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Syrian forces backed by Russian airstrikes have regained full control of the famed ancient city of Palmyra which fell to Islamic State in 2015, it is claimed.
Palmyra's reported recapture by President Bashar al Assad's troops marks the biggest reversal for IS since Moscow's intervention in the five-year conflict.
"After heavy fighting during the night, the army is in full control of Palmyra - both the ancient site and the residential neighbourhoods," a military source said.
He added: "Army sappers are in the process of defusing dozens of bombs and mines planted inside the ancient site."
State media and an opposition monitoring group also said Syrian forces had retaken the city, which is known as the "bride of the desert".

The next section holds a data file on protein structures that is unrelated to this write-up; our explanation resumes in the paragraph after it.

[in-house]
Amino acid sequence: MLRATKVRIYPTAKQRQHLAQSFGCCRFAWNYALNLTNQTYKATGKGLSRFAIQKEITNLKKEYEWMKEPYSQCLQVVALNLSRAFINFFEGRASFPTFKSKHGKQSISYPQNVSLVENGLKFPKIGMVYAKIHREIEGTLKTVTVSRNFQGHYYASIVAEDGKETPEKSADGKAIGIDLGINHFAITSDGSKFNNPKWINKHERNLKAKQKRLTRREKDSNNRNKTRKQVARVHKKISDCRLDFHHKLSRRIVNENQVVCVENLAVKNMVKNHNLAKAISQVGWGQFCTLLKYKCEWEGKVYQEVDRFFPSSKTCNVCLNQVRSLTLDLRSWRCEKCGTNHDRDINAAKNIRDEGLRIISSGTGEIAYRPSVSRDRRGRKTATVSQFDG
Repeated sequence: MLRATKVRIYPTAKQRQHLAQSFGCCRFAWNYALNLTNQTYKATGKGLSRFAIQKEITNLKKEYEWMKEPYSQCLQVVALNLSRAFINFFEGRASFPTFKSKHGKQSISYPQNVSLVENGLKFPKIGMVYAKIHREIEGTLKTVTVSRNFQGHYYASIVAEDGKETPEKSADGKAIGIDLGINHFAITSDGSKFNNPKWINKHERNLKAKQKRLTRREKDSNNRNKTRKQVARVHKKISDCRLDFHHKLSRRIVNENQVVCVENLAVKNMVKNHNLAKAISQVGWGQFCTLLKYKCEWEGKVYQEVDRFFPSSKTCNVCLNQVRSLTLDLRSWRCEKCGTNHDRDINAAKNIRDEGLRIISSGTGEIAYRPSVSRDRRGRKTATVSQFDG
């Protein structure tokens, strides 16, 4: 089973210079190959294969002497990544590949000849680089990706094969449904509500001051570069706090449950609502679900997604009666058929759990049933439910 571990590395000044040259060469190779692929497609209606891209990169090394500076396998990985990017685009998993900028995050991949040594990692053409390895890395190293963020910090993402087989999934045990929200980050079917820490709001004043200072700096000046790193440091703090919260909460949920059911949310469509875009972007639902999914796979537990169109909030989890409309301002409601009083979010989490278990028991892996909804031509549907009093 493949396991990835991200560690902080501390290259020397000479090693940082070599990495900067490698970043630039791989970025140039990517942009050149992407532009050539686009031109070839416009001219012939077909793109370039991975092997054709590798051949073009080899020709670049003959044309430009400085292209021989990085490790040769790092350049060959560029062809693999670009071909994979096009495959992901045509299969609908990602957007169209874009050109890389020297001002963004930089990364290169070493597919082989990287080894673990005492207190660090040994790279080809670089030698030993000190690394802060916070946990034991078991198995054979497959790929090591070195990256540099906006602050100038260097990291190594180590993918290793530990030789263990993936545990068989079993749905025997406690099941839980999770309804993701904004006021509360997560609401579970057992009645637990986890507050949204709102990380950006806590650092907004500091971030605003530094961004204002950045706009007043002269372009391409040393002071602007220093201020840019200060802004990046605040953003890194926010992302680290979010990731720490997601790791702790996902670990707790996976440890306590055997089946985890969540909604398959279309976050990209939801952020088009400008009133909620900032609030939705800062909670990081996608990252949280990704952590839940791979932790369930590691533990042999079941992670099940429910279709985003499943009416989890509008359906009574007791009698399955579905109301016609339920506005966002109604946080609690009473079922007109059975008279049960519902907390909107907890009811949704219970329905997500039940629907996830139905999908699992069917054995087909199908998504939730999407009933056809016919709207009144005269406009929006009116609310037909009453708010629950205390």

It is home to Roman-era ruins and used to attract tens of thousands of tourists every year.
After taking Palmyra over last May, IS demolished some of the best-known monuments at the UNESCO world heritage site.
It blew up two of the site's treasured classical temples, its triumphal arch and a dozen tower tombs.
IS used Palmyra's ancient amphitheatre as a venue for public executions, including the beheading of the city's 82-year-old former antiquities chief.
The Syrian Observatory for Human Rights said there was still gunfire in the eastern part of the city on Sunday morning.